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Comparing Theories

Comparing Theories Compilation of images of Lamarck, by Charles Thévenin [Public domain], and Darwin, by George Richmond [Public domain], via Wikimedia Commons

Introduction

The theory of evolution revolutionized the way we view the history of the human species and other life on earth. Darwin was not the first one to propose the theory of evolution but his description of the mechanism for it, natural selection, has proven to be more plausible and therefore accepted by the scientific community today. Use the resources found here to help you compare Darwin’s theory of natural selection with Larmarck’s proposed mechanism for evolution.


Exploration

Open the BrainPOP movie, Natural Selection. While the movie is loading, read this:

BrainPOP is a subscription site. However, it will allow you to see the movie if you take a free trail. You will not be able to view any other BrainPOP movies if you are not subscribed to the site. Use the following technique to watch the movie and then answer the questions below. Write the answers to the questions on your Natural Selection student sheet.

  • First read through the questions you will be asked about natural selection that are based on this movie.
  • Play the movie to answer all the questions. As you watch, use the four control buttons on the lower right hand of the viewing screen. You can use your mouse on these buttons to skip back a section or pause, rewind, and fast-forward the film as you are watching it.
Questions:
  1. How did Darwin explain his observations of the diversity of island finches?
  2. Describe the types of environmental pressures faced by living organisms.
  3. What are mutations?  Describe the relationship between mutations and variations in organisms.
  4. Describe the term "survival of the fittest."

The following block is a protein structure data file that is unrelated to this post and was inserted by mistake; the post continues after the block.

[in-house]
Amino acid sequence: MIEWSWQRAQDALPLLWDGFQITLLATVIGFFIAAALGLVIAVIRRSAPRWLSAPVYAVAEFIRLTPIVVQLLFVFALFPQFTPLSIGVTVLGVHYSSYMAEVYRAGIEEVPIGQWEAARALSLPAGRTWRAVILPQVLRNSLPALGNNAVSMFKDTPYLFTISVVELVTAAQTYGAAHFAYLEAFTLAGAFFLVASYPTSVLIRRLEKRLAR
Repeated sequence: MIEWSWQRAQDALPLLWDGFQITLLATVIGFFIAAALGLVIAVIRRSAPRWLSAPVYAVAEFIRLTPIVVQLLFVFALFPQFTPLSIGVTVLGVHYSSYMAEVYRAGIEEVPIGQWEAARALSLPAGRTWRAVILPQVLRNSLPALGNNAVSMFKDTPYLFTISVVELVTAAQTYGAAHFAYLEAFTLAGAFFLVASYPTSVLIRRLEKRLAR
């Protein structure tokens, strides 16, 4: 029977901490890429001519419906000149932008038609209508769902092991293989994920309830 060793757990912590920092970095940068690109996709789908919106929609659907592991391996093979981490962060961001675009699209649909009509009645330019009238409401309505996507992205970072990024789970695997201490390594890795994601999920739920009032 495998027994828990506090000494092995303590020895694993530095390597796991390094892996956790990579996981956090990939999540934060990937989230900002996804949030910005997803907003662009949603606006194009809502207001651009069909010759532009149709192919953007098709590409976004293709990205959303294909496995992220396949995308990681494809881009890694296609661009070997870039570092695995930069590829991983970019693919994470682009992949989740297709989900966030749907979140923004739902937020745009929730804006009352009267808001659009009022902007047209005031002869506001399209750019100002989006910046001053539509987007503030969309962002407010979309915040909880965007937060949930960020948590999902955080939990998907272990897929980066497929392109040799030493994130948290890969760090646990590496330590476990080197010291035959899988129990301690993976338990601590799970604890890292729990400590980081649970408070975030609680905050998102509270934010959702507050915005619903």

5. Why does Moby call natural selection the driving force behind the theory of evolution?
  6. How does the theory of natural selection explain the observed diversity of life?

Developing Scenarios

On the Hawaiian Islands, there are today numerous species of honeycreepers, a family of birds. All of these different species share the same common ancestor: a single finch-like species that scientists estimate arrived on the Hawaiian Islands about 5 million years ago. PBS describes a fictitious group of birds called pollenpeepers, based on what scientists know about the Hawaiian honeycreepers. With your partner, write a similar pair of scenarios describing how a particular species of pollenpeeper bird evolved from the ancestral species.

Go to An Origin of Species. At the "Map of Pollenpeeper Homes," choose one of the four islands. In your scenarios, describe the evolution of a new bird species on your chosen island using the information provided by the website and the timeline. Your scenarios must be detailed and describe the environmental pressures faced by the bird species over time. Concentrate on describing how and when the new species evolved, new physical features, and how the birds survived and reproduced while being faced with particular environmental challenges. Be sure to state the name of the ancestral species, the island chosen, and the name of the new species.

Write one scenario using a Lamarkian explanation and the second scenario using a Darwinian explanation.


Knowledge Check

Consider this problem:
Many insular species of both plants and animals have lost defense mechanisms that are frequently found on their continental relatives. Several species of birds and insects have become flightless and many plant species have lost defense mechanisms such as thorns or toxic chemicals. How would an evolutionary biologist explain how these losses came about?

Your assignment is to answer this question in short answer format using your knowledge of evolutionary theory. Your teacher will provide writing guidelines.

As you think critically about this problem, you might want to turn to some resources, including textbooks and other books. Here are some online resources that you might find helpful:


This esheet is a part of the Comparing Theories: Lamarck and Darwin lesson.

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Esheet Details

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